Day Two Tuesday, October 6th, 2015
Urban Thinkers Campus India 2015
Urban Lab 4
Informal Livelihoods and Inclusive Urban Planning
11.45-13.00, Jacaranda-1, India Habitat Centre
Keynote : Ms. Namrata Bali, Self Employed Women’s Association (SEWA)
Ms. Bali opened the session on informal livelihoods and inclusive urban planning by talking about Self Employed Women’s Association (SEWA) which is an organization of poor and self employed women workers, registered in 1972. SEWA’s main goals are to organize women workers for full employment such that they obtain work security, income security, food security and social security. Informal workers tend to be excluded from city planning and economic development. Hence, there is an urgent need to organize these people so that they are able to sustain their livelihoods. Many attempts have been made to organize these workers formally and a study was conducted for finding out the space needed by the hawkers to carry out their daily task. She emphasized that member based organizations need to be empowered so that they can be able partners with policy makers and planners. Empowered MBOs can jointly solve urban management issues with urban authorities. They can proactively identify solutions to problems together. They are capable of supplying officials with much needed data for planning purposes. They can develop new activity and create new industries. They can participate in policy dialogues and planning and thus, contribute to the public good.
Ms. Laxmi Narayan, Co-Founder of SWaCH Cooperative (Pune) (on integrating waste pickers in municipal waste management)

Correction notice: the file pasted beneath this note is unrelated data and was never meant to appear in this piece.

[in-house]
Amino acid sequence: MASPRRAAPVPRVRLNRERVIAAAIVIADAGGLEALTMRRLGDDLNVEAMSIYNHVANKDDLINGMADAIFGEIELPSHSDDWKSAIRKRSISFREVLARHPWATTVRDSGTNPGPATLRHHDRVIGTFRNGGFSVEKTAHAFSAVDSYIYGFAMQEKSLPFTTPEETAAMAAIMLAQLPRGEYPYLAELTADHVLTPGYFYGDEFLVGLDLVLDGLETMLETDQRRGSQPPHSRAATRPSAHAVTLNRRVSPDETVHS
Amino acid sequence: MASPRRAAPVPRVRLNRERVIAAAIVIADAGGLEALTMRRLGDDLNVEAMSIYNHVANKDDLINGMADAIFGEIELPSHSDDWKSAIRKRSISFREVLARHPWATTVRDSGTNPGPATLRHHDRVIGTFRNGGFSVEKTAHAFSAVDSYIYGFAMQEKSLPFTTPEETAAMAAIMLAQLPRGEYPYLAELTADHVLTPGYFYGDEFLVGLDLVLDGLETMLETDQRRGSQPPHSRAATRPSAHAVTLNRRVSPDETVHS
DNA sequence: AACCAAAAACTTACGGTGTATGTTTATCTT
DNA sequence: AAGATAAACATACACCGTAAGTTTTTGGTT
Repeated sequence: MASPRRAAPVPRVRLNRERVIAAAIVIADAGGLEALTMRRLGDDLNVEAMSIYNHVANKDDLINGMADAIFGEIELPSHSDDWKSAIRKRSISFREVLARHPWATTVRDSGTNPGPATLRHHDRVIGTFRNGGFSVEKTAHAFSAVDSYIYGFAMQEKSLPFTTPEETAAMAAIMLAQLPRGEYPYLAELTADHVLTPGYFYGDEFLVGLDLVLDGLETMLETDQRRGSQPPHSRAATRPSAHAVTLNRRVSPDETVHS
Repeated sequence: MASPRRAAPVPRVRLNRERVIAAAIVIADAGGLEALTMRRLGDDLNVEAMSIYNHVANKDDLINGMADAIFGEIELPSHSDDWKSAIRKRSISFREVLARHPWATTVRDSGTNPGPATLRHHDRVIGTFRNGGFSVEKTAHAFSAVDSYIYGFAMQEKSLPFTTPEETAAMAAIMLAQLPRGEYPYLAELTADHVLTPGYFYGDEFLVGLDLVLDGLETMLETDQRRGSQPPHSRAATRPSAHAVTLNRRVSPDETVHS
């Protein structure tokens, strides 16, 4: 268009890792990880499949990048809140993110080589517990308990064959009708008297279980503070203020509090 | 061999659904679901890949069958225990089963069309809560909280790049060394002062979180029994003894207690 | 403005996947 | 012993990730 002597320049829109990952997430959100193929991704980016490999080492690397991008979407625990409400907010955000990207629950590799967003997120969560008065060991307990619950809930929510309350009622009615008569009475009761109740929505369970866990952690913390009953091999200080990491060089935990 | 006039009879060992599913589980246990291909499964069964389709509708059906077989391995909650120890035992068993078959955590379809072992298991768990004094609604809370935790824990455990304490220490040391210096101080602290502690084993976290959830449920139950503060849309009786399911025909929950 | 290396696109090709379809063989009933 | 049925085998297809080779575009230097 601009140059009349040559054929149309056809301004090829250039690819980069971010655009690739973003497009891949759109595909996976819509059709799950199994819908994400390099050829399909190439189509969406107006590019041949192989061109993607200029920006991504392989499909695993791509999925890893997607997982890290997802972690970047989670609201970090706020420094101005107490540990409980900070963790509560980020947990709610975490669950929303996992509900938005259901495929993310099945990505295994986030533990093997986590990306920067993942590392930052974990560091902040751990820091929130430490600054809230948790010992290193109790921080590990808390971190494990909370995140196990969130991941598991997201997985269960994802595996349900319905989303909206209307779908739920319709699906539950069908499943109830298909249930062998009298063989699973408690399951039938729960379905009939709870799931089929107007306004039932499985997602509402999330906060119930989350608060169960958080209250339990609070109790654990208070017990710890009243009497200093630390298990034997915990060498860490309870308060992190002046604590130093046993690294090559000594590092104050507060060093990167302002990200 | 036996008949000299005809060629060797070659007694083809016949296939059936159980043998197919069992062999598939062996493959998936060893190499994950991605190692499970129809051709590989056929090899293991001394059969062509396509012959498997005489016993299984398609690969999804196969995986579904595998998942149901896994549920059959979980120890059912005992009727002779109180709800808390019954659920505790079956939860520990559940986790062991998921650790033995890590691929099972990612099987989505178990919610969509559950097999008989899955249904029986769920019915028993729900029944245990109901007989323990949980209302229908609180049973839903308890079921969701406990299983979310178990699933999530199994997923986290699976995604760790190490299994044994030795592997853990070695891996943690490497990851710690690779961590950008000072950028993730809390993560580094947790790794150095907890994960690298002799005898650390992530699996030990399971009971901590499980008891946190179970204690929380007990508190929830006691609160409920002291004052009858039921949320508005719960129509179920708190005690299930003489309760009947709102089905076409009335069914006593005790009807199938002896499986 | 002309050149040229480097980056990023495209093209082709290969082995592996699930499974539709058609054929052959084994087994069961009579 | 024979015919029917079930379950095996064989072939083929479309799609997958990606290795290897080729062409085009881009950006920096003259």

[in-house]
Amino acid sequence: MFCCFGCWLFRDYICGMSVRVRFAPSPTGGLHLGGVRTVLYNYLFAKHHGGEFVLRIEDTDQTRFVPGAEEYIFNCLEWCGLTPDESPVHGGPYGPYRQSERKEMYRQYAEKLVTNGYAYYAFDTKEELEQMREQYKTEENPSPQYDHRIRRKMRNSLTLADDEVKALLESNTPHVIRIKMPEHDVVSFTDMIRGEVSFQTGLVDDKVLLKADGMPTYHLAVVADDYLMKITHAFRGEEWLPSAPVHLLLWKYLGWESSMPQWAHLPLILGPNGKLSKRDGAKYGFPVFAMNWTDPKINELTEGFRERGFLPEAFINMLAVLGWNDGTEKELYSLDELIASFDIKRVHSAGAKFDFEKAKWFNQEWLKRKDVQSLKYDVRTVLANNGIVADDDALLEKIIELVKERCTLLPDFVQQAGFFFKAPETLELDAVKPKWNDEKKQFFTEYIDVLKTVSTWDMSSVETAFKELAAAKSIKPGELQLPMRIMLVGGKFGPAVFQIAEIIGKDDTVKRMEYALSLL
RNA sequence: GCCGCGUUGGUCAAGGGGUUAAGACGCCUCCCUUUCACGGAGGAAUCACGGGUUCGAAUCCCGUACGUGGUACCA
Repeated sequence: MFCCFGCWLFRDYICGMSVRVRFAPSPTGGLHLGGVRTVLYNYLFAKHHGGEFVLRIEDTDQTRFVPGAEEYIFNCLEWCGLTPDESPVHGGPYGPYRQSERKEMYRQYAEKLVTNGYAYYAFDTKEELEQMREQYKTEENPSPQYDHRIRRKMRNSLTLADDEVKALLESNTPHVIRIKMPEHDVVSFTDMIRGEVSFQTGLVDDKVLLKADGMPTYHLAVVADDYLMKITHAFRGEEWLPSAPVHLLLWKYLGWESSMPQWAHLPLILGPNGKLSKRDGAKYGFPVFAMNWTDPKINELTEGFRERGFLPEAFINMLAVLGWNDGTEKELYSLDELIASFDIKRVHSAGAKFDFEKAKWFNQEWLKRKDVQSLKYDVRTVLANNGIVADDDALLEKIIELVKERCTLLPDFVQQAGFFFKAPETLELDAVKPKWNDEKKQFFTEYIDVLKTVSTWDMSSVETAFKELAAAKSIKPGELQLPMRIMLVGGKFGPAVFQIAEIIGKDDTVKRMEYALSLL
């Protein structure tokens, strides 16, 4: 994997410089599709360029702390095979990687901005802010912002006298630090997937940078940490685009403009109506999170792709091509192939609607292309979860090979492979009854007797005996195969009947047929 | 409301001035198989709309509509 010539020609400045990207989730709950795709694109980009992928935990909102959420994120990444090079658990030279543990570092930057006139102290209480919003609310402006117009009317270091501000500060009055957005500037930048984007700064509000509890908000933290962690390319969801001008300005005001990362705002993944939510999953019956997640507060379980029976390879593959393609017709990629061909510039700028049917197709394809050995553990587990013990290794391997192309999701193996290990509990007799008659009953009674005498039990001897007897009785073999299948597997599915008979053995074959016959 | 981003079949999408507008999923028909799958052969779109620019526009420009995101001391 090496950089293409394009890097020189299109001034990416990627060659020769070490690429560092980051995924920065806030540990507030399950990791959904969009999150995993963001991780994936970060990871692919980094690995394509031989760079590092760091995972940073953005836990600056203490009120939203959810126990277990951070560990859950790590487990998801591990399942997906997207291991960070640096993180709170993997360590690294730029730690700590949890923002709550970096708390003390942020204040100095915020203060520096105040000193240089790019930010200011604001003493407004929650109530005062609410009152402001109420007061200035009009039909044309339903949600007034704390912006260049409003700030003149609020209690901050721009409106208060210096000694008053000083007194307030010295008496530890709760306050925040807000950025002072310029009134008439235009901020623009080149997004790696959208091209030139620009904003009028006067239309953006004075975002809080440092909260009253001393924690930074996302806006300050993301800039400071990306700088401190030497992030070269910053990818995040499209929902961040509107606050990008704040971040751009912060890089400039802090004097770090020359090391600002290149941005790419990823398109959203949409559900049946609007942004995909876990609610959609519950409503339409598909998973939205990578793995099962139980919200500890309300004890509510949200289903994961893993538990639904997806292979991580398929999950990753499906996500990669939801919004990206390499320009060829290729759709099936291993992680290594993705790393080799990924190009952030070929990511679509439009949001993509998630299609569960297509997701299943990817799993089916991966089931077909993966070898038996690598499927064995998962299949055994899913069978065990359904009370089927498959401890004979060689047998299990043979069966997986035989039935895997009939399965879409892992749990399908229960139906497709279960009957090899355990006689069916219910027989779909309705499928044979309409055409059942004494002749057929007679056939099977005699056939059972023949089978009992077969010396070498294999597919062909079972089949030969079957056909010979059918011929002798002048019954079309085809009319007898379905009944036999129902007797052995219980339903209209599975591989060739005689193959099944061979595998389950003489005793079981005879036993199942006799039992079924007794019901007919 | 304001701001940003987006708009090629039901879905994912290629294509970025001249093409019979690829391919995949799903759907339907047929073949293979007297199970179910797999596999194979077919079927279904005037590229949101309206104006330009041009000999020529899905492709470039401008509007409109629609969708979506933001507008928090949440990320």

Ms. Narayan talked about the dilemma that each and every waste picker of our country faces today. She explained this notion by showing two very short videos on the life of waste pickers. A video was shown on how the waste pickers are obligated to segregate the waste at the landfill site. They expose themselves to hazardous conditions so that the recyclable materials can be segregated and recycled. Another video was shown on women members of SWaCH (Solid Waste Collection and Handling) , these women travel 12km everyday and collect wastes from houses which are then segregated by them at the landfill site. These women are content in working for the society, however, they just wish to be paid more in return for their service.
Mr. Arbind Singh, Coordinator, National Alliance for Street Vendors (NASVI) (on urban space and street vendors)
Mr. Singh talked about the problems street vendors are facing, they need to be included in the local economic development. Street Vendors need to be given sufficient skill up gradation training so that they are able to realize their full potential and are able to sustain themselves and their families. He talked about the success of organizing the Street Food Festival. The street vendors worked for a few days in hotels where they developed adequate skills and also earned money. He said that the potential of the street vendors need to be realized as they can greatly contribute to the economic growth and development.
Ms. Shalini Sinha, Sector Specialist, Home based Workers, Urban Policies Program, Women in Informal Employment: Globalizing and Organizing (WIEGO)
Ms. Sinha talked about the housing and the infrastructure need for the home based workers. She highlighted that house is equivalent to workplace for the workers where each worker needs to be provided with security of tenure along with basic infrastructure services so that he is able to reach his full potential. She explained that insecure housing and single use zoning undermine the productivity of home based workers. Slums should be relocated to places where there is adequate basic infrastructure and frequent public transport services as it would increase productivity of the home based workers. Lack of basic infrastructure leads to decrease in productivity thereby increasing expenditure on basic infrastructure services and increased cost of production. Single use zoning regulations create an uncertain policy environment and the threat of fines, bribes or closures for home-based workers. Thus, giving households the security of tenure and moving from single to mixed use or more accommodating zoning laws would not only support people in investing in and upgrading their home, they would also support the productivity of home based workers.
Charve Jain, School of Planning and Architecture, New Delhi